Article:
10 Self-Esteem Boosters for Your Child (page 2)

10 Self-Esteem Boosters for Your Child

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Updated on Jul 26, 2010

5.) Set clear limits.

Kids thrive in an environment where their grown-ups have realistic expectations, clear cut rules, and logical consequences. It is actually quite comforting for children to know that they don’t have to tackle the world all by themselves, and that they have a responsible, in-charge adult by their side. Don’t ask your kids to be mind readers, communicate directly to let them know what the rules are, why they’re in place, and what consequences they’ll face if the rules are broken.

6.) Help your kids express their thoughts and emotions.

When we notice a child is quiet or in a bad mood and ask them what’s wrong, the answer we frequently hear is “nothing.” For kids, understanding their emotions is actually much harder than many people recognize. Children benefit from some on-the-job “training” in order to learn how to accurately identify sadness, anger, or frustration. You can even use an emotion chart (chart with faces depicting different emotions available for free on the web) and have kids point to the face that looks like how they feel. Help kids experience their emotions in a healthy way without censoring or judging their reaction or problems.

For instance, if a toddler cries when another child takes a toy away from them it can be tempting to minimize your child’s pain, but this is an opportunity to let your child identify the emotion and learn to cope with it. Instead, you could say, “I know that you are frustrated and disappointed that Billy took your toy from you. That feels bad! Let’s take a moment to feel bad and then let’s see if we can talk to Billy about a sharing arrangement for the toy.”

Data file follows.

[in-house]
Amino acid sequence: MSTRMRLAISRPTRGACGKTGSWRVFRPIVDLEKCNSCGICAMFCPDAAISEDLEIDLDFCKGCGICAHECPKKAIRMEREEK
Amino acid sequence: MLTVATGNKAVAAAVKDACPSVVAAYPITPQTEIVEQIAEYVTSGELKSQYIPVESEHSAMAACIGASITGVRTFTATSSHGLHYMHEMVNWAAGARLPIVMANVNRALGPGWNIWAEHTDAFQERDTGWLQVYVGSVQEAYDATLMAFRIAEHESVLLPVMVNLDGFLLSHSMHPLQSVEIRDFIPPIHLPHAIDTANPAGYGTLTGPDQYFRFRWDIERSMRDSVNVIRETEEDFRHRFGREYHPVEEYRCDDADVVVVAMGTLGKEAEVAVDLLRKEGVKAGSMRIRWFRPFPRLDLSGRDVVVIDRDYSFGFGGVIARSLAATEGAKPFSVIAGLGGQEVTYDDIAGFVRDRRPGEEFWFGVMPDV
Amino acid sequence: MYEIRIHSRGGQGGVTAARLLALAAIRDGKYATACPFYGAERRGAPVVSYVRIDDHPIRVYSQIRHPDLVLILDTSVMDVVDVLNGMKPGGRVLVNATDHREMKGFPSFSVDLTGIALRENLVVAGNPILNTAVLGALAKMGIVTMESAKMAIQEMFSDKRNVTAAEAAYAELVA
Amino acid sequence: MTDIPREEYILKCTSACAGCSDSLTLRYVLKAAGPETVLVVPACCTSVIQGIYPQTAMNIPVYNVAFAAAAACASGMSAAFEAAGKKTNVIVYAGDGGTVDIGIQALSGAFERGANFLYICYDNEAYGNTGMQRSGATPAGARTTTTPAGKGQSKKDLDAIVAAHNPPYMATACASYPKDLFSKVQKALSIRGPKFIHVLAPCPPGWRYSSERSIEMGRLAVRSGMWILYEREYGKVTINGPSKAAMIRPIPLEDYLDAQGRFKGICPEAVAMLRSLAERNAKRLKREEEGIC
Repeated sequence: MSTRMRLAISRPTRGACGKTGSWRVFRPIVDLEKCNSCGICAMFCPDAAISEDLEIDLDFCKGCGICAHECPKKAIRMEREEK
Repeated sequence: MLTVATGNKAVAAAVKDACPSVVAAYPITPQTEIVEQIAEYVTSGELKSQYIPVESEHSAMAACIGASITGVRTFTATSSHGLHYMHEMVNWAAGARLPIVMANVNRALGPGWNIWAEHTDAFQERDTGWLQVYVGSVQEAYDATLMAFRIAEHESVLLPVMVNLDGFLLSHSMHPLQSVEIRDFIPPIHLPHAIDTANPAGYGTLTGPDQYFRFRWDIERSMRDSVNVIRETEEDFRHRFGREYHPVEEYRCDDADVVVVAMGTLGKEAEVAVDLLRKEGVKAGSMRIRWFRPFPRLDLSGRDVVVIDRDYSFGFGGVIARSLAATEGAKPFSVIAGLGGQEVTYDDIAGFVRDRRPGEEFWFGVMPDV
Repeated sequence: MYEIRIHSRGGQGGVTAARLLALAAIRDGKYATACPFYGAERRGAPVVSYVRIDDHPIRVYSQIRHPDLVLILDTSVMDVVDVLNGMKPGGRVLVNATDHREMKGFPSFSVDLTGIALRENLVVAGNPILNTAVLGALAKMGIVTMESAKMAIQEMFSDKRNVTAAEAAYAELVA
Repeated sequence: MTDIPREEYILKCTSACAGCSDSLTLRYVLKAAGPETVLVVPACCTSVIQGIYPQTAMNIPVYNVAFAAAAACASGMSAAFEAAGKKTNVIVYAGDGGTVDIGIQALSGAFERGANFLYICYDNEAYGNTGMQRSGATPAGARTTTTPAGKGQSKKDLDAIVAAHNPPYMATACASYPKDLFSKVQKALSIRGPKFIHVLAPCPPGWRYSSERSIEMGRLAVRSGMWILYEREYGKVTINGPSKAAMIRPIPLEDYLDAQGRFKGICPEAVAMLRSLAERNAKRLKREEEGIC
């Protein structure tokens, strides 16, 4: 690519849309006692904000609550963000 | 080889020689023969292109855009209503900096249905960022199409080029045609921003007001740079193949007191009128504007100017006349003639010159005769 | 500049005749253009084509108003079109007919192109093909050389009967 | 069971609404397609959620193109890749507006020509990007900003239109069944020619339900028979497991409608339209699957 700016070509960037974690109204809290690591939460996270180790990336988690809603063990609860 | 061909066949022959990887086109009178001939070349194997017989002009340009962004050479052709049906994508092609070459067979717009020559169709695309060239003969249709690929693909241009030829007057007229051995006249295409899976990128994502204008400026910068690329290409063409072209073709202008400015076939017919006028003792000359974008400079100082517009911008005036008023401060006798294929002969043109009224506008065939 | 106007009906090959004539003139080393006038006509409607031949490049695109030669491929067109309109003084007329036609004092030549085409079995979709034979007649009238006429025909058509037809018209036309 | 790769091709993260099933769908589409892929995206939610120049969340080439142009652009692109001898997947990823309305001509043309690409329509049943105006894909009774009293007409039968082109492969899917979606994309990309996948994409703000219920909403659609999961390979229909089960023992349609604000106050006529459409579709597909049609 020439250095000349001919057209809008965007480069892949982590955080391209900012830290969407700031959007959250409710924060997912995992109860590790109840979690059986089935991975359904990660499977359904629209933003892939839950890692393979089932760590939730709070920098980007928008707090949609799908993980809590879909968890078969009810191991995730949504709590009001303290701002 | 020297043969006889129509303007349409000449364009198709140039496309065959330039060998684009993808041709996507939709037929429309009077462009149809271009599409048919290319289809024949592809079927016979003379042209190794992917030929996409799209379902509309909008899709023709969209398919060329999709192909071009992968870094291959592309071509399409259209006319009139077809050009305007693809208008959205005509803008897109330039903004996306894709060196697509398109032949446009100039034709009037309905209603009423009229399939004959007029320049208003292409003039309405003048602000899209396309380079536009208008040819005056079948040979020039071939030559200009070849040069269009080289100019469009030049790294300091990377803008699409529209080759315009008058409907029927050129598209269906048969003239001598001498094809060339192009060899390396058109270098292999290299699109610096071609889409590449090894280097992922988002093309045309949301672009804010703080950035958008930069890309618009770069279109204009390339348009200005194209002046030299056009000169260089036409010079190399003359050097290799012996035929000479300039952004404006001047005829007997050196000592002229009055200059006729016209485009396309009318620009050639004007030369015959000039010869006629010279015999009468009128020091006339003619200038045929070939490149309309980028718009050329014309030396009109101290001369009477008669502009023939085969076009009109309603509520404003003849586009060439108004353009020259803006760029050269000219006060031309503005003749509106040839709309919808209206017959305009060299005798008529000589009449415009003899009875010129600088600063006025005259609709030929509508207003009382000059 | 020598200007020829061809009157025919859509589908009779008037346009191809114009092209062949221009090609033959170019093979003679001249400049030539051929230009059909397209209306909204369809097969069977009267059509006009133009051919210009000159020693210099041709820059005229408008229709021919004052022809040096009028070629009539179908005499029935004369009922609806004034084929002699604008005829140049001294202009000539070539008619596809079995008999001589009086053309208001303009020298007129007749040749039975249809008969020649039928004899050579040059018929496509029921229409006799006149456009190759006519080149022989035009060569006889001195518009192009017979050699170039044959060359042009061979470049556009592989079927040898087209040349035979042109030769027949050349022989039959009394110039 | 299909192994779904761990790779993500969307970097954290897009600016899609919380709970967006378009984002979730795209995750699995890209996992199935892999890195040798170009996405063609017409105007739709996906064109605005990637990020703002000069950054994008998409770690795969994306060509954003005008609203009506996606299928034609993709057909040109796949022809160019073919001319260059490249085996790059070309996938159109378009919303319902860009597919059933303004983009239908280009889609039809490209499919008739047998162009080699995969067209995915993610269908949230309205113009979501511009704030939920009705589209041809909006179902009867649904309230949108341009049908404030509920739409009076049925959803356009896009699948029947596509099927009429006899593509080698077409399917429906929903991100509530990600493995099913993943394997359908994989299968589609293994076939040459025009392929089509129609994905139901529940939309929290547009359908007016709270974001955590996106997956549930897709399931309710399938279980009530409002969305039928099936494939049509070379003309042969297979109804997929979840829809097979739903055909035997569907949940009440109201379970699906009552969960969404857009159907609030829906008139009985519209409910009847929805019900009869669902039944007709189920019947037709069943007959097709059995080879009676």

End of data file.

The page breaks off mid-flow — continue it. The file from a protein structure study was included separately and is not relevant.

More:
7.) Be present with your children.

Once your child knows how to express her feelings, make sure you take time to listen! Since many things compete for our attention in today’s hectic world, we sometimes have trouble focusing. Try to set aside a certain amount of time, even if it is only five or ten minutes after school, to give your child your full, undivided attention. Turn off your cell phone and the TV and listen actively to your child. Ask questions and remember key points. Try to understand the point of your child’s story and how she feels when relaying the information. Remember that you do not have to fix everything; the child may just need to air his or her feelings. And being heard is a big part of developing self-esteem.

8.) Help your child learn from mistakes.

Make sure your child knows that making mistakes is part of life.  Encourage your kids to take appropriate risks even if it means that they make mistakes. When parents encourage risk taking and accept failure, they are teaching kids how to be kind and patient with themselves, which is essential to their self-esteem. It can be very encouraging for kids to hear stories about mistakes their own parents made (and overcame!)

9.) Be a positive role model by nurturing your own self-esteem.

Don't be too hard on yourself, pessimistic, or unrealistic about your abilities and limitations. Remember, you are your child’s role model! When appropriate, talk to your kids about your own life and feelings. When your child hears stories about you taking risks, surviving failure, or doing something that made you proud of yourself, they’re likely to try to do the same in their own lives.

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